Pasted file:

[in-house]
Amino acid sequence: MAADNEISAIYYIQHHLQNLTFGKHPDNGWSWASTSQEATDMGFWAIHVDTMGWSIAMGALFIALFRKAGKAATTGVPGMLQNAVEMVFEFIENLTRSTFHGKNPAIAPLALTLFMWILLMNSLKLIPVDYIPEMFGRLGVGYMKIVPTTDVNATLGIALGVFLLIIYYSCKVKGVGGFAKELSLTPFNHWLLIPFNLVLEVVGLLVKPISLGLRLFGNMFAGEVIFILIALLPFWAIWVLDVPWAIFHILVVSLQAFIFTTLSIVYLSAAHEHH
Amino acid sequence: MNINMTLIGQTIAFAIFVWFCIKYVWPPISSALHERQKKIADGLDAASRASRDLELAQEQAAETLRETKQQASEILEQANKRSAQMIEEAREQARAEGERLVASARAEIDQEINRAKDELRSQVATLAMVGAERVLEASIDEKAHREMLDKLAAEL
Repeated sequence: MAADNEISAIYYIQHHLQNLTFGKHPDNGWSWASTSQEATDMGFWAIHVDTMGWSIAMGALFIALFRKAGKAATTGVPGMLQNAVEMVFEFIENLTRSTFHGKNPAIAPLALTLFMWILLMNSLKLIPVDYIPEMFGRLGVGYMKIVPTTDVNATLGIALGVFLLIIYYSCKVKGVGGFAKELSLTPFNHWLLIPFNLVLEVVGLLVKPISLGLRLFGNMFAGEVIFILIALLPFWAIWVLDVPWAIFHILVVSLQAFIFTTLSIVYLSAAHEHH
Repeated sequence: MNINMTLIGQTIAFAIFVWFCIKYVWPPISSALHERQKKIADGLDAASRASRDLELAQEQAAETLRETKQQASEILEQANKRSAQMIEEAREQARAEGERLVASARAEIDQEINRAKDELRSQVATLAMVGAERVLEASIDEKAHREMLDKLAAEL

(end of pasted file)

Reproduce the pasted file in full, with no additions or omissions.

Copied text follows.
[in-house]
Amino acid sequence: MAADNEISAIYYIQHHLQNLTFGKHPDNGWSWASTSQEATDMGFWAIHVDTMGWSIAMGALFIALFRKAGKAATTGVPGMLQNAVEMVFEFIENLTRSTFHGKNPAIAPLALTLFMWILLMNSLKLIPVDYIPEMFGRLGVGYMKIVPTTDVNATLGIALGVFLLIIYYSCKVKGVGGFAKELSLTPFNHWLLIPFNLVLEVVGLLVKPISLGLRLFGNMFAGEVIFILIALLPFWAIWVLDVPWAIFHILVVSLQAFIFTTLSIVYLSAAHEHH
Amino acid sequence: MNINMTLIGQTIAFAIFVWFCIKYVWPPISSALHERQKKIADGLDAASRASRDLELAQEQAAETLRETKQQASEILEQANKRSAQMIEEAREQARAEGERLVASARAEIDQEINRAKDELRSQVATLAMVGAERVLEASIDEKAHREMLDKLAAEL
Repeated sequence: MAADNEISAIYYIQHHLQNLTFGKHPDNGWSWASTSQEATDMGFWAIHVDTMGWSIAMGALFIALFRKAGKAATTGVPGMLQNAVEMVFEFIENLTRSTFHGKNPAIAPLALTLFMWILLMNSLKLIPVDYIPEMFGRLGVGYMKIVPTTDVNATLGIALGVFLLIIYYSCKVKGVGGFAKELSLTPFNHWLLIPFNLVLEVVGLLVKPISLGLRLFGNMFAGEVIFILIALLPFWAIWVLDVPWAIFHILVVSLQAFIFTTLSIVYLSAAHEHH
Repeated sequence: MNINMTLIGQTIAFAIFVWFCIKYVWPPISSALHERQKKIADGLDAASRASRDLELAQEQAAETLRETKQQASEILEQANKRSAQMIEEAREQARAEGERLVASARAEIDQEINRAKDELRSQVATLAMVGAERVLEASIDEKAHREMLDKLAAEL